While we know standards aren’t the golden ticket to a future free of cyber attacks, they can certainly be a step in the right direction. This is especially true of those created in a collaborative environment and adhering to our Modern Paradigm for Standards.

Do you think standards could be the answer to slowing down the progression of DDoS attacks? Let us know in the comments!

If you’re interested in learning more about OpenStand, check out our OpenStand infographics.


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OpenStand Partner IETF Holds Sixth Hackathon

Posted on August 2nd, 2017


Internet usage pioneers, and OpenStand Affirming Partner, the Internet Engineering Task Force (IETF) recently held their sixth hackathon event. This event, through running open source code, was able to find and highlight missing or unclear areas of standards, subsequently improving the standards.

According to the IETF event recap, this Hackathon drew approximately 120 participants on site, plus more than 20 remotely. Work covered a broad range of IETF topics with valuable and inspiring results. The Hackathon had two primary goals:

  1. Advance the pace and relevance of IETF work
  2. Attract young people and developers to the IETF

One of the ways the Hackathon increases the pace and relevance of IETF work is via running code. Implementing evolving standards and producing running code validates the standards and highlights things that may be missing, wrong, or ambiguous in draft versions of these standards. Better still, if the code is open source, viewing and sharing the source code aids in understanding of a standard, makes it easier to use, and promotes its adoption. Open source projects that featured prominently this Hackathon included OpenDaylight, ONOS, VPP, Joy, and many others. For a list and brief description of the Hackathon projects, see the wiki.

These Hackathons work well and are a consistent draw in part because they are not designed for a single developer to “win.” The spirit is collaborative and success is measured in how they can improve the Internet as a whole. Free participation and bragging rights over prize money mean genuine and honest friendly competition.

The OpenStand Principles work towards transparency, openness, cooperation and voluntary adoption within the working Internet. These are qualities that align with the open source community. That’s why events such as these continue to demonstrate how open source code can be used to aid in the understanding, utilization and improvement of internet standards in an open way.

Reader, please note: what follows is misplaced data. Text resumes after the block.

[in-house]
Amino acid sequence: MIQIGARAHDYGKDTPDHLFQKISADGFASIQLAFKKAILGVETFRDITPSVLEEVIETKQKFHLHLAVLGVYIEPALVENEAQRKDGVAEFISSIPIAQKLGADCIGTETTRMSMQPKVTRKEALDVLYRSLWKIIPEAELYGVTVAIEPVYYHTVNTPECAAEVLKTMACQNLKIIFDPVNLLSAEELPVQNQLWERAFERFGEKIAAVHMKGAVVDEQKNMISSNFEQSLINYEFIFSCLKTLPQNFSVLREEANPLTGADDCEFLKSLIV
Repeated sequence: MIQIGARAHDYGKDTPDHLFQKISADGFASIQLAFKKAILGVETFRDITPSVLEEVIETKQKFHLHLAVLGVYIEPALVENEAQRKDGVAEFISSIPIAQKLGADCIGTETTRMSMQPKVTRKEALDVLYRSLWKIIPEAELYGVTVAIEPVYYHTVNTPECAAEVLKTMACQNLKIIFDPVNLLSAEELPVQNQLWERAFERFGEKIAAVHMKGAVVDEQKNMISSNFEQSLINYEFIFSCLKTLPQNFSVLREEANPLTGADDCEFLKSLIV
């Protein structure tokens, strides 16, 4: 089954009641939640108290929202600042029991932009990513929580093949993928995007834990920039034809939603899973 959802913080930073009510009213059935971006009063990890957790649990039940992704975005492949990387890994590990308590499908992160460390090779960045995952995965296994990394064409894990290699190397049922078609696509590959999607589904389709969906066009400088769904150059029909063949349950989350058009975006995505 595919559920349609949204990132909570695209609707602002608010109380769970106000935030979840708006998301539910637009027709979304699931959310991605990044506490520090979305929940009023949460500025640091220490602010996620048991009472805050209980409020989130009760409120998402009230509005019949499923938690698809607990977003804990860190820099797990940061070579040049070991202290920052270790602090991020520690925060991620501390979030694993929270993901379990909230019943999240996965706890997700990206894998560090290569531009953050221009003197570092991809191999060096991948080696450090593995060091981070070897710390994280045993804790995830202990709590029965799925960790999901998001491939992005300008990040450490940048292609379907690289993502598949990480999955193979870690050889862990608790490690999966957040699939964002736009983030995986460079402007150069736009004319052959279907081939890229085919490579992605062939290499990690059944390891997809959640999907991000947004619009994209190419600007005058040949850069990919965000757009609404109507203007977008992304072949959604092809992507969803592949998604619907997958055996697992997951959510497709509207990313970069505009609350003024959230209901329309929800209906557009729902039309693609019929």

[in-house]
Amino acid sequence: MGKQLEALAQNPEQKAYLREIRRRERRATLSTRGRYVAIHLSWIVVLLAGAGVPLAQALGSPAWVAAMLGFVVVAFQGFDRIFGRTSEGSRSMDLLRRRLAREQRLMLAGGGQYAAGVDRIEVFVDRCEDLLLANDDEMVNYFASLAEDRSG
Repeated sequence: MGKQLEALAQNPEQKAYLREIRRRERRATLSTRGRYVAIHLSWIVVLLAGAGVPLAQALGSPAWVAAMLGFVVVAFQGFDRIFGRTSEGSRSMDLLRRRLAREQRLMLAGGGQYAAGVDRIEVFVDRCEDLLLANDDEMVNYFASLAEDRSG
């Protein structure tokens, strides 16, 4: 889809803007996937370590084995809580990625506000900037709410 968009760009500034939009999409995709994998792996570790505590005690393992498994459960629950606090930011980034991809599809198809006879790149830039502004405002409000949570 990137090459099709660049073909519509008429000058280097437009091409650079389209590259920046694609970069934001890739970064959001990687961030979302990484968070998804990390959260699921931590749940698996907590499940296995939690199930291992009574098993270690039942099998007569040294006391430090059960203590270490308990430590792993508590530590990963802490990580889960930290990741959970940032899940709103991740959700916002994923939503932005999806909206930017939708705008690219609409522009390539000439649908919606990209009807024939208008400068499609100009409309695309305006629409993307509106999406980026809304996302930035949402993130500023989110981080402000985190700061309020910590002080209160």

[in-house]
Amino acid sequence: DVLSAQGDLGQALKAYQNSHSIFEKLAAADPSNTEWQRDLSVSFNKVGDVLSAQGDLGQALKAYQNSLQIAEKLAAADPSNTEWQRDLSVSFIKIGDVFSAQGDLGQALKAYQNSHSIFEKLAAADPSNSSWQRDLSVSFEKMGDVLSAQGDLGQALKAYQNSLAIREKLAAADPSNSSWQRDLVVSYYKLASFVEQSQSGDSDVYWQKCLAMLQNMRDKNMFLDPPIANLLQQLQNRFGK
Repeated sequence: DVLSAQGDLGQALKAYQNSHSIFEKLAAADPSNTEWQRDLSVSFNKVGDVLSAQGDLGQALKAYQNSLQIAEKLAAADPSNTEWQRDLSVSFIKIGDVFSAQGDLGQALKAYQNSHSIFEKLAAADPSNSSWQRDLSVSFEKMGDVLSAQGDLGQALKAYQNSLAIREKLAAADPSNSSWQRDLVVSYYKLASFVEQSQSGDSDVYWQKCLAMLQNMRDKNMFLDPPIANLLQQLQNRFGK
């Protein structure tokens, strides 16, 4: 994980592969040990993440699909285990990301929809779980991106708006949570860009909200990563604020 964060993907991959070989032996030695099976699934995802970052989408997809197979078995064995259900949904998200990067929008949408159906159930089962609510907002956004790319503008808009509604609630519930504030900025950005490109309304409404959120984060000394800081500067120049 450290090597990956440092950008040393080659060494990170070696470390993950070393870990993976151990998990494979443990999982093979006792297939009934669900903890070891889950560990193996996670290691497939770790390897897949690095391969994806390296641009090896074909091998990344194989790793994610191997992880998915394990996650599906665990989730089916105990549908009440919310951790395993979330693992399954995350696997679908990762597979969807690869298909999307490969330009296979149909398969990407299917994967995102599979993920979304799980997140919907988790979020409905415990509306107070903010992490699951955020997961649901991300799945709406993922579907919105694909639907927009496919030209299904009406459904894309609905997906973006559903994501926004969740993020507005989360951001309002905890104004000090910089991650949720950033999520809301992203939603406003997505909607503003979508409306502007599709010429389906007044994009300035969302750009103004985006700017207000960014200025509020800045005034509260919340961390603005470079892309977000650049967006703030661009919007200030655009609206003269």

These types of events exemplify the collaborative spirit at the heart of the mission of the IETF. They have a goal to make the Internet work better by producing high quality, relevant technical documents that influence the way people design, use, and manage the Internet. For more information on winners or how to participate in the next Hackathon, read IETF’s recap here.

These are also the types of events supports of Open Standards should participate in, if able. By collaborating, the internet will only continue to grow and become a better tool for all. Join us in working to make the web a better place; become an OpenStand advocate! Go here to Display a site badge on your website.

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Are Credibility Standards the Answer to Misinformation on the Web?

Posted on July 26th, 2017

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What if developing and defining a set of credibility standards could influence how people share and display content? The problem of misinformation online isn’t new, but we have certainly seen new focus on it lately. At a recent event designed to fight against this decimation of misinformation, a number of the digital projects saw a theme emerge: credibility standards.

The event, called Trust, Verification, Fact Checking & Beyond: MisinfoCon, is a “global movement focused on building solutions to online trust, verification, fact checking, and reader experience in the interest of addressing misinformation in all of its forms.”  They found that, as a heightened focus is put on the critical need to establish credible content, so is the need for how this credibility is communicated on digital content. And the answer that came up time and time again was credibility standards.